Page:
"The smartphone is a social platform in ways that the desktop computer never really was," Evans said. "A lot of the winner-take-all dynamics don't apply on the smartphone."
Facebook has been adjusting to this reality more quickly than many other Internet companies that began to thrive while PCs still ruled. While Facebook remains the world's most popular hangout with 1.23 billion users worldwide, a lot of its audience turns to other mobile apps for reading news, sharing photos and sending messages.
The fragmentation is prompting Facebook to develop a suite of discrete apps. Besides acquiring Instagram for sharing photos on mobile devices, Facebook recently introduced a new app for perusing news and now is trying to become a bigger player in mobile messaging with the WhatsApp acquisition.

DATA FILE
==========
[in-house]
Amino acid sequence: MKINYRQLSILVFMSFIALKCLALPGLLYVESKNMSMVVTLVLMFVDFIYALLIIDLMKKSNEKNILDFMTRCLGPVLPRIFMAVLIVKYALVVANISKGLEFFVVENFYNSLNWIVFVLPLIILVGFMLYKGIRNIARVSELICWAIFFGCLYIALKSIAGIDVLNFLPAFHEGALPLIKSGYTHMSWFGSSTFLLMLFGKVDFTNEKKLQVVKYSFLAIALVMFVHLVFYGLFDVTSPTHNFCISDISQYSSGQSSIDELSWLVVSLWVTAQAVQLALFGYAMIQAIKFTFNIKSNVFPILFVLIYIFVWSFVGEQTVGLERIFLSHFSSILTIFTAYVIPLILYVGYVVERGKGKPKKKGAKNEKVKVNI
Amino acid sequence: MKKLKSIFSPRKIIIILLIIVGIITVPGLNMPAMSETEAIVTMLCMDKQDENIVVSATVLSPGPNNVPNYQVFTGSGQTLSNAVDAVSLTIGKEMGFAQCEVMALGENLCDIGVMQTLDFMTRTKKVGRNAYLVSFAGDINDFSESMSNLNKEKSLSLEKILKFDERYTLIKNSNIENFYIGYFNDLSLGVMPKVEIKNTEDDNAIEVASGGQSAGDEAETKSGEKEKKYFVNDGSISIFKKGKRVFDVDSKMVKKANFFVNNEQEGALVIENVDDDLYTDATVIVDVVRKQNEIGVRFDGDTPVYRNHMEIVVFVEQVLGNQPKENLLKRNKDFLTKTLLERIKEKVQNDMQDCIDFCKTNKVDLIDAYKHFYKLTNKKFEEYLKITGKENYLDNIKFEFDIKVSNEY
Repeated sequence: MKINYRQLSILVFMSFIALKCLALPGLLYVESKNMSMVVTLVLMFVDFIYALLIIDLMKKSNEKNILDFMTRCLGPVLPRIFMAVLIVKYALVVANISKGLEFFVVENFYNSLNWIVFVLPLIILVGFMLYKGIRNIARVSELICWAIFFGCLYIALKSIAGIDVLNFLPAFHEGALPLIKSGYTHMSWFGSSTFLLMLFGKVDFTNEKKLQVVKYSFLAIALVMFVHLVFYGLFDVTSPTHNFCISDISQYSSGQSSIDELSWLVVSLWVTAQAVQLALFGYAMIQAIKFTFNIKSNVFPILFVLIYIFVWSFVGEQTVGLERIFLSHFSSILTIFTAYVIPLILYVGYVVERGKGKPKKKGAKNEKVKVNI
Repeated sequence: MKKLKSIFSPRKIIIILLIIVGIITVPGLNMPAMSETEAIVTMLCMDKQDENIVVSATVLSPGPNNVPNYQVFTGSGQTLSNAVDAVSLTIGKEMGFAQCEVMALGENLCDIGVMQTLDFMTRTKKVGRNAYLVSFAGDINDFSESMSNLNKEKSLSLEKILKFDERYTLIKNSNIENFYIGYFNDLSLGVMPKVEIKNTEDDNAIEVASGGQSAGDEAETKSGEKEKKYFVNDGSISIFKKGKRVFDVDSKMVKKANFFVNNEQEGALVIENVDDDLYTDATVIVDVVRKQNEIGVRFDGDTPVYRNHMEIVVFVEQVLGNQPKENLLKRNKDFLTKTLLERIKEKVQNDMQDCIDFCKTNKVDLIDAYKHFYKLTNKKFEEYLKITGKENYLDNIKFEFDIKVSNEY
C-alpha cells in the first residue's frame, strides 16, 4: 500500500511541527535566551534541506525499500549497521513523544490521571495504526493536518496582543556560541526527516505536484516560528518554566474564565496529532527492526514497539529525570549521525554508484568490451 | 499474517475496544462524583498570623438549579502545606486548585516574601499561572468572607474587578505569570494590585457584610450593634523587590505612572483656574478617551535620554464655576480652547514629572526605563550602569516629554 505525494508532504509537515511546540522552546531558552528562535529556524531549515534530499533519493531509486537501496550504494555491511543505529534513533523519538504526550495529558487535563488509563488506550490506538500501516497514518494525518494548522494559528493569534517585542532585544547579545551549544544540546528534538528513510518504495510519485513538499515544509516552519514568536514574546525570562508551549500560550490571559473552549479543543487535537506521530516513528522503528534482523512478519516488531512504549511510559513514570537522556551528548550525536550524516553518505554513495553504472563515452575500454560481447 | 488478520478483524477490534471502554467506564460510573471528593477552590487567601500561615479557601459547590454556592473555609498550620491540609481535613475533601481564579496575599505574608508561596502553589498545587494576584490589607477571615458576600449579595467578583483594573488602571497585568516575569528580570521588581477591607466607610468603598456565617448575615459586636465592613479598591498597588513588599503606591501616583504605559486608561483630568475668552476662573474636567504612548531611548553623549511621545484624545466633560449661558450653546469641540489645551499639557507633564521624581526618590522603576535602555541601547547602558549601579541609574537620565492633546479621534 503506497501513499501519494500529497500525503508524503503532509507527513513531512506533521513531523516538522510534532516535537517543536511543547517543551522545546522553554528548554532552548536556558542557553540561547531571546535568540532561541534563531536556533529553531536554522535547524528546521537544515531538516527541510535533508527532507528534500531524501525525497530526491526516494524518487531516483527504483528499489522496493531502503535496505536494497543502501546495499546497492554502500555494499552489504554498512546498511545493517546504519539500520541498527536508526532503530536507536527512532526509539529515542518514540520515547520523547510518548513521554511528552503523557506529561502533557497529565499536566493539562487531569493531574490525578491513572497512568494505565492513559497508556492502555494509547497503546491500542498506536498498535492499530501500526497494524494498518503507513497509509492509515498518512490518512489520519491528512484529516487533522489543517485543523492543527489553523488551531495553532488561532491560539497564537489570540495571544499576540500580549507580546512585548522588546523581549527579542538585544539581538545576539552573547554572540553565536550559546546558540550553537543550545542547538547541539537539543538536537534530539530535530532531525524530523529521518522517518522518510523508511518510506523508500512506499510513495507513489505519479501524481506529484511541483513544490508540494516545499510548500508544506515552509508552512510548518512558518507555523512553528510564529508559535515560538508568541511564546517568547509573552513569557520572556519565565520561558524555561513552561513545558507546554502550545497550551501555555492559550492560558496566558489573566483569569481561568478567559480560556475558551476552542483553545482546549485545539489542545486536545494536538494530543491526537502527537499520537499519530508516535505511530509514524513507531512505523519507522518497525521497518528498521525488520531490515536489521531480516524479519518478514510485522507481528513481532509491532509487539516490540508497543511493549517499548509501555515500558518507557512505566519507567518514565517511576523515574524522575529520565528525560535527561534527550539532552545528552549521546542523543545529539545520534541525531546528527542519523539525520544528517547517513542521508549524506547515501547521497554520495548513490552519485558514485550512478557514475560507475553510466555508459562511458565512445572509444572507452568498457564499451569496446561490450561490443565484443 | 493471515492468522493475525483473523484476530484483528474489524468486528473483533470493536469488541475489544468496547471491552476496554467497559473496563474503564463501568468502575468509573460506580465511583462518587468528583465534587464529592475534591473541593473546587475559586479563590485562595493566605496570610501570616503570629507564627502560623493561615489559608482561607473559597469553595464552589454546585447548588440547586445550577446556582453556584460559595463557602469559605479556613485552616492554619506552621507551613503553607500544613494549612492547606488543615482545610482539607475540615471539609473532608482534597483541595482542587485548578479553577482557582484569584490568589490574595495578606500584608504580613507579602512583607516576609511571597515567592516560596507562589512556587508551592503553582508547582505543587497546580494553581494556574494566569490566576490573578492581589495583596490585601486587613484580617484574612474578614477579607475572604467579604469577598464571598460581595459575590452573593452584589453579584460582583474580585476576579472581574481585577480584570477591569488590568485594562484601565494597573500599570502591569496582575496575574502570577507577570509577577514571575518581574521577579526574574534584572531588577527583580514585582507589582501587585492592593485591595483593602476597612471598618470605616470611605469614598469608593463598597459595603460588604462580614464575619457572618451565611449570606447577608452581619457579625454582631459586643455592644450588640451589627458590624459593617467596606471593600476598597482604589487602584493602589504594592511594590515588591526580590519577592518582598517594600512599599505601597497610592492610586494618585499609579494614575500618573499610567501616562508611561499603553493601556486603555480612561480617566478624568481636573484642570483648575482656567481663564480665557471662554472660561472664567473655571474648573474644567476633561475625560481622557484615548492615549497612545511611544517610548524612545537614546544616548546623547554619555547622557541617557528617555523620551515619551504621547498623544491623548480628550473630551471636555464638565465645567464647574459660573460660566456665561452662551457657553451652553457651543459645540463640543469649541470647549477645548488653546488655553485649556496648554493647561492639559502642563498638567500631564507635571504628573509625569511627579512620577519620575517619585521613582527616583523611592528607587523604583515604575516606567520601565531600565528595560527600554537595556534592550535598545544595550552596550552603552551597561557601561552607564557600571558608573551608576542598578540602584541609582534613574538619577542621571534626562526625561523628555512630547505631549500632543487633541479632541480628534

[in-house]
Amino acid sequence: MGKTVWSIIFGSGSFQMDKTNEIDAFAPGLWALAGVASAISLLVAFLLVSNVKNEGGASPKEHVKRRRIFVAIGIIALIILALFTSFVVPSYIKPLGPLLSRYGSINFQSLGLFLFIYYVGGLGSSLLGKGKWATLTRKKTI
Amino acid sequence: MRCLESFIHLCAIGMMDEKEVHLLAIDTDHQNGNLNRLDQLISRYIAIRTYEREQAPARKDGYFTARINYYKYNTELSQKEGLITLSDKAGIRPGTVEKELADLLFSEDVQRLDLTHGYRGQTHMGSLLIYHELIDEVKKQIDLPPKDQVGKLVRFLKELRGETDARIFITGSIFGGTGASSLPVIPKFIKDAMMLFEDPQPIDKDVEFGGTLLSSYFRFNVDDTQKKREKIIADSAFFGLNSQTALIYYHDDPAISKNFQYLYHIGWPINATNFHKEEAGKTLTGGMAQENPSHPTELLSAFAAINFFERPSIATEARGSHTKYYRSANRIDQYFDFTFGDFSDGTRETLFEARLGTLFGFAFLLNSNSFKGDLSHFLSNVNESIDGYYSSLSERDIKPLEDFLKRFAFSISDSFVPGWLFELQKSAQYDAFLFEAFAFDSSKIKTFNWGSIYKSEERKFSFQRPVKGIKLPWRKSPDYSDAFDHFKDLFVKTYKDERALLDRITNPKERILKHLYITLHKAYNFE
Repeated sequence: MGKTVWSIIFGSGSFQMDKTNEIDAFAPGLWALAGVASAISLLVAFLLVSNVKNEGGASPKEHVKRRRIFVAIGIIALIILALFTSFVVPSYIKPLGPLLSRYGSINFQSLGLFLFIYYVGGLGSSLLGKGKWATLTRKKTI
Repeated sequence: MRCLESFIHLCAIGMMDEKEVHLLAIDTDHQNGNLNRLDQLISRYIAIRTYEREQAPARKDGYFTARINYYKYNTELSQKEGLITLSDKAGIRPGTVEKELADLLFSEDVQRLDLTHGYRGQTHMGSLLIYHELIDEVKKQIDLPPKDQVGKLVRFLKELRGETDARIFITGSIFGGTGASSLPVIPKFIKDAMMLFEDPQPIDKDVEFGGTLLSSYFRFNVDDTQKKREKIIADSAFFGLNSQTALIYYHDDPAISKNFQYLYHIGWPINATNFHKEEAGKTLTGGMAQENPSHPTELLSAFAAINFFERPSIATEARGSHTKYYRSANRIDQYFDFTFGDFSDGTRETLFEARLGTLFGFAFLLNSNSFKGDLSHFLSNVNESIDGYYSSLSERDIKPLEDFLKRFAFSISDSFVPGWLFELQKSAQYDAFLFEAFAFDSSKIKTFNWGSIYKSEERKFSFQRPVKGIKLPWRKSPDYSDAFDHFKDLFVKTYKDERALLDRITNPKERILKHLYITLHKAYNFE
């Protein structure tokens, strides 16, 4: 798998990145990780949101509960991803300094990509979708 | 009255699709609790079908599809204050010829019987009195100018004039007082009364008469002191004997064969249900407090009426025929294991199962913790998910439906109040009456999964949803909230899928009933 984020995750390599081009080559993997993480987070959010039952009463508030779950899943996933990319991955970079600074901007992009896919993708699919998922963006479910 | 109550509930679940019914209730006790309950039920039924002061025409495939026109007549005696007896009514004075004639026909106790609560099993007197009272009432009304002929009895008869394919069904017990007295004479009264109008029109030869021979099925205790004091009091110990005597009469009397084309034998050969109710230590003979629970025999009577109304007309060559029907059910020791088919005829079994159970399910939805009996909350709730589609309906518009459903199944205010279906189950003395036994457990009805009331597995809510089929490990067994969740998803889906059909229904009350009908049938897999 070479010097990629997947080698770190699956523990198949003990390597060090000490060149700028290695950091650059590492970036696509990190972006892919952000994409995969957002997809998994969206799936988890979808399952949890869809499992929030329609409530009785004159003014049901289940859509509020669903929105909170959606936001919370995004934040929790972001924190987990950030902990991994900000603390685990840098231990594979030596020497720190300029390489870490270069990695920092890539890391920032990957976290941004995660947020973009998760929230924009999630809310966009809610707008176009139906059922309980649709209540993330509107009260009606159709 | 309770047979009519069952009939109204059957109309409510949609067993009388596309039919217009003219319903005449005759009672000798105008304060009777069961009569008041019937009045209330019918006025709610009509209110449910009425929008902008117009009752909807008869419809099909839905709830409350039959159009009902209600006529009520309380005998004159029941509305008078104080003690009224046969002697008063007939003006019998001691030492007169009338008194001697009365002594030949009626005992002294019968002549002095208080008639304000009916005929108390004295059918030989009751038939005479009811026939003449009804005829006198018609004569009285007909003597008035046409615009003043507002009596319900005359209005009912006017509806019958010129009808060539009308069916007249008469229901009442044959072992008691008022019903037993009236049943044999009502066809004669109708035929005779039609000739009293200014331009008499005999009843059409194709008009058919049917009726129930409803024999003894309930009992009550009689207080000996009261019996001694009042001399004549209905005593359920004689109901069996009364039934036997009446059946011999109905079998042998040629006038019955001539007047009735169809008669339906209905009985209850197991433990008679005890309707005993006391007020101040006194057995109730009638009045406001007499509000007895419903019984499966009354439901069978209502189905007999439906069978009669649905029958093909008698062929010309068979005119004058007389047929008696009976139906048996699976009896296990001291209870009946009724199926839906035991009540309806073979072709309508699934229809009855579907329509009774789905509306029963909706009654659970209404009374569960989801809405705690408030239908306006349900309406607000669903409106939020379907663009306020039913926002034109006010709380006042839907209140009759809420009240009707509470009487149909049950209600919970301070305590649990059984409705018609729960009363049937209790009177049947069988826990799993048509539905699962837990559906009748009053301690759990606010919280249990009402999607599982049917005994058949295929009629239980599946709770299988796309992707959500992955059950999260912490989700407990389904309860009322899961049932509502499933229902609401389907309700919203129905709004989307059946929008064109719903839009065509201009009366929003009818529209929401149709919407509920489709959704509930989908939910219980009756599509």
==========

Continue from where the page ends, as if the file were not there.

Facebook is "trying to keep its coolness factor with all these different products that could turn them into a mobile media conglomerate," said Virginia Commonwealth University journalism professor Marcus Messner, who studies social media.
Facebook already offers its own messaging app tied to its social network. Although that app is popular in its own right, Zuckerberg noticed that it increasingly had become more like email instead of real-time communication like WhatsApp is. Most WhatsApp users also give the service access to the personal contact lists stored on smartphones, providing Facebook with another potentially valuable source of data.
"This is not an investment in the current value of WhatsApp," Messner said. "This is an investment in the potential of WhatsApp."
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